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MemberOctober 14, 2016 at 8:25 am
I have myself watched the videos and understand the leadership and corrections. The dog bites me or the owner when she can’t get the reward fast enough after sitting or when she just doen’t want any training.. My dilema here is that I can’t really teach the dog phase 2 because I’m not an independent dog trainer but working for a company. So I can’t go off their curriculum too much which is of course based on positive reinforcement and negative punishment. I could only give the owners my opinion and information. And they didn’t feel comfortable doing it themselves.
Here is my question though, is their fear of messing up their puppy with Phase 2 training legitimate? When a layperson does this training, is there any downsides to this approach?
MemberOctober 12, 2016 at 10:56 pm
I mentioned the leadership building and refered them to this website and the videos. I’m sure they are trying to put boundaries by excercising the leadership but that doesn’t seem to help reduce the jumping issue (I assume the results are not expected to be immediate though).
I also mentioned ‘phase 2’ training with starmark collar or halty but the owners are concerned that they would worsen the situation by not doing it right themselves and considering the fact the their dog is quite attitudy. I think I can say I understand ‘phase 2’ training quite well but as somebody without proper practice and sufficient training with that method I don’t feel quite comfortable to convince them to do ‘phase 2’ training.
But while talking with the owners on this matter, I found out that the dog does listens to the owner quite well if the owner has the clear control of the resource such as treat or toy. But she gets very pushy if she has even slightest chance of getting what she wants. So I thought ‘phase 2’ training might not be useful if the owner doesn’t even foresee the event and give the ‘sit’ command, for example, a stranger walks by the dog out of blue and she jumps on people.
Is it still just the leadership issue? The dog sometimes tries to bite me in my belly or thigh during the training..
MemberSeptember 29, 2016 at 10:51 pm
I found the video on pros and cons on each training tool. It is very good to know that head halter could cause a neck injury if used incorrectly. I think I will hold off on the head halter.
I and the owners keep working on the method you mentioned: ‘sit’=’greeting’; ‘jump’=’no greeting’. But that seems to have limitation on real life application since it is not so easy to ask everyone on the street and visitor to wait for the dog to calm down. Even if she calms down for a few seconds before she gets to say hi, a second after the person pats her she jumps.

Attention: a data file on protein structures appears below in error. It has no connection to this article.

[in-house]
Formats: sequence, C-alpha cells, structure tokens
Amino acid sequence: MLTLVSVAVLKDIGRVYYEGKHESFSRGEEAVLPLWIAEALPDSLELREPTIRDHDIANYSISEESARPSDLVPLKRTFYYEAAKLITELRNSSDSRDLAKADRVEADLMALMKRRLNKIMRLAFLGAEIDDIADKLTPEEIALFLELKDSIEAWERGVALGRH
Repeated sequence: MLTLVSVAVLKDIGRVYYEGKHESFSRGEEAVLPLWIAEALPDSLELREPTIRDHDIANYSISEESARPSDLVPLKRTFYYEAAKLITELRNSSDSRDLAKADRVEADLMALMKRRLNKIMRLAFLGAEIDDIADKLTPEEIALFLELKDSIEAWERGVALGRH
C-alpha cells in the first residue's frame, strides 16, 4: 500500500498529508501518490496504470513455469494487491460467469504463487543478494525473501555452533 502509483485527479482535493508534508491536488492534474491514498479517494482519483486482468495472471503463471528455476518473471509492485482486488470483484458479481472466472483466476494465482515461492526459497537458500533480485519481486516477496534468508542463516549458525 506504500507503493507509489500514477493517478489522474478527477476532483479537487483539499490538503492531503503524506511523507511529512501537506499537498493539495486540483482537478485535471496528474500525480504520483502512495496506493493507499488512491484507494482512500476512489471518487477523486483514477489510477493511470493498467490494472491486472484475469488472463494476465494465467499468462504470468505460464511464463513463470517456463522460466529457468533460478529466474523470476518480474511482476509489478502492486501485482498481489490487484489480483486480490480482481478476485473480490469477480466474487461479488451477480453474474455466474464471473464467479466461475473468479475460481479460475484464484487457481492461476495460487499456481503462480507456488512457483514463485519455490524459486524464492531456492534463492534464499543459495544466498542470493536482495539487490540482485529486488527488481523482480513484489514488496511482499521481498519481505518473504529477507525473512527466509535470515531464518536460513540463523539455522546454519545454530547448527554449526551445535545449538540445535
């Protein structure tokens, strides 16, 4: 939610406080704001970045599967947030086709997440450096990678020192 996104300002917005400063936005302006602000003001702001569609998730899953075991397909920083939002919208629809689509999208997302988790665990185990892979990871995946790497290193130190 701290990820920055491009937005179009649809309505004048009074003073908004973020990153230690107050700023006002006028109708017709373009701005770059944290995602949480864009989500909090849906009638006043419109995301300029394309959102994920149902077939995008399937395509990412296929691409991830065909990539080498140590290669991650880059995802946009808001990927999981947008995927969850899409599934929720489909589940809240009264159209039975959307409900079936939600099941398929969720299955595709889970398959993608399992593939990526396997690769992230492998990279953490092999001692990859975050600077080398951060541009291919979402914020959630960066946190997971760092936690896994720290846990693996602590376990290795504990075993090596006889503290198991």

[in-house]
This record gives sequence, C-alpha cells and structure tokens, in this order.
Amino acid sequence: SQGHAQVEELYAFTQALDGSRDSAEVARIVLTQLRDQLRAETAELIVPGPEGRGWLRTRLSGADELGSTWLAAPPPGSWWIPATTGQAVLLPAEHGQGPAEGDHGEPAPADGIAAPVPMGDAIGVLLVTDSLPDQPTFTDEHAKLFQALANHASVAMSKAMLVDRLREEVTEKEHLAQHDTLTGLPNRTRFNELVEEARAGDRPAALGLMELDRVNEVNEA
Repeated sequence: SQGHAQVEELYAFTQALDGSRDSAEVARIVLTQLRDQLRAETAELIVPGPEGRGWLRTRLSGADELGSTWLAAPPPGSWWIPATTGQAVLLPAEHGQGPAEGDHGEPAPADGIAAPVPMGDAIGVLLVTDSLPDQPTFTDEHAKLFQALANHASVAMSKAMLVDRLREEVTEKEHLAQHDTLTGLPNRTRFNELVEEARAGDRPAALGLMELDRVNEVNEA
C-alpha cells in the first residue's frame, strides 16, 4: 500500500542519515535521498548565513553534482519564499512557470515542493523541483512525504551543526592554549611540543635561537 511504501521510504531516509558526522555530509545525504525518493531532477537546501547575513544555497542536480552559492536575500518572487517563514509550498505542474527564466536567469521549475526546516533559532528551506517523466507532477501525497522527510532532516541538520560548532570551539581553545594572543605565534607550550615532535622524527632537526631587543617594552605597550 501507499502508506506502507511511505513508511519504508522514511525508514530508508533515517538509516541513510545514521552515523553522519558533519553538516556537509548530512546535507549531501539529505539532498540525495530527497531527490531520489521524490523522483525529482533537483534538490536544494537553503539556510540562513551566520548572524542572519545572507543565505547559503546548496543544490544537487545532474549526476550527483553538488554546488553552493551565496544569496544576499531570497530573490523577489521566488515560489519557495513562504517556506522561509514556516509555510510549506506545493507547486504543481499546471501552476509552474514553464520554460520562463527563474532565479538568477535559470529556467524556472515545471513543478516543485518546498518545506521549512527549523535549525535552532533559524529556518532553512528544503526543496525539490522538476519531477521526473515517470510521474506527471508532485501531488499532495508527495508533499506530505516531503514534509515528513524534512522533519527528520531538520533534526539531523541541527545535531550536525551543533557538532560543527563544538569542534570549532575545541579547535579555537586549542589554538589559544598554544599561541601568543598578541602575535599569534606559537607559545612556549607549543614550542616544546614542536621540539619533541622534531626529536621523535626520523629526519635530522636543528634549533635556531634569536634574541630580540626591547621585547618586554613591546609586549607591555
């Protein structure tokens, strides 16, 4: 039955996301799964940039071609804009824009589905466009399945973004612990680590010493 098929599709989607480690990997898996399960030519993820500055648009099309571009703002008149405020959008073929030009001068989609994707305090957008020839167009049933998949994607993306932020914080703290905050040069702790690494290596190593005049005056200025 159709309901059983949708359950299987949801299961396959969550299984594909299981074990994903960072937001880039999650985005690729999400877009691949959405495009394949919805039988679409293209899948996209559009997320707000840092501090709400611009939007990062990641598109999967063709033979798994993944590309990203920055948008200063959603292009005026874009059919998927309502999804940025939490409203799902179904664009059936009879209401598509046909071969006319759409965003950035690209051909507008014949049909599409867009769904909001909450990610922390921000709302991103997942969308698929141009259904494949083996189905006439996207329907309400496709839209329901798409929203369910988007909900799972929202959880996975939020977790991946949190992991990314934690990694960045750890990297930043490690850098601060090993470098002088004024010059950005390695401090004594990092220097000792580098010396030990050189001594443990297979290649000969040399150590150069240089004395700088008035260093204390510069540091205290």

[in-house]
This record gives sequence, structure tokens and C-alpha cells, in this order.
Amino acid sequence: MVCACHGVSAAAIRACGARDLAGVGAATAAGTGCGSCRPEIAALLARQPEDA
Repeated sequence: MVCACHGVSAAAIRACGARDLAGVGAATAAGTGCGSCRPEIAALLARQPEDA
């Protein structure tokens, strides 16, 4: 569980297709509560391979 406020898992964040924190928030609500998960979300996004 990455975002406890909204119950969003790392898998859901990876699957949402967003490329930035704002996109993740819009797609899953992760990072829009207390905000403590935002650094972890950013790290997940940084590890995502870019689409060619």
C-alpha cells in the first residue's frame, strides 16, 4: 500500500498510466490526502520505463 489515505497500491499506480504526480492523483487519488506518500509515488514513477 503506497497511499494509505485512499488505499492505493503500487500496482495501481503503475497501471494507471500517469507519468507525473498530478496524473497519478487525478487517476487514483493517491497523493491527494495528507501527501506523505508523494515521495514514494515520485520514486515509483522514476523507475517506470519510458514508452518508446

Is it supposed to take as long as she grows out of it with the training? Also if it’s a big dog, it could carry some risks of getting somebody injured until the dog fully understands the manner..
MemberAugust 21, 2016 at 8:07 pm
Sorry for the late reply. But thanks Mike for your advice. I have read the leadership and anxiety section of the self help. And I’m trying to intervene between the dogs whenever there is a competition over some resource. Also I ask one of them to leave either a toy or a bone that they stole from the other one, and I take them myself without forcefully taking it away from her.
I also body blocked Zoey off of Jessie when she tries to wrestle Jessie as Jessie is just slowly starting her day. Zoey gives up a little better now when I tell her to at least in the morning when Jessie just woke up.
I will keep this updated if new challenges occur. Thanks all!
MemberAugust 16, 2016 at 8:31 am
Thanks Sharon. I’m happy to hear I am doing the right thing.
I have worked on ‘here’ as a recall and ‘place’ to give each other their space. Funny thing is that each one responds to one better than the other command. I’ve reinforced ‘place’ quite strong with my first dog Jessie and the new dog Zoey just comes right away even to her name but not to ‘place’ command. I just need to work on the weaker command of each dog separately.
Now we have Zoey’s crate in our living room but not so next to Jessie’s crate. Both of them kind of know to go into the crate on command. I think I will put them in the crates when they’re getting bones from now on or at least separate them far away from each other.
One concern though. Zoey actually doesn’t do well staying in the crate. She cries and barks. I’m working on crate training her, but I wonder if it’s a good idea to have their crates in the same area where Jessie (who is very well crate trained) can hear Zoey’s distress.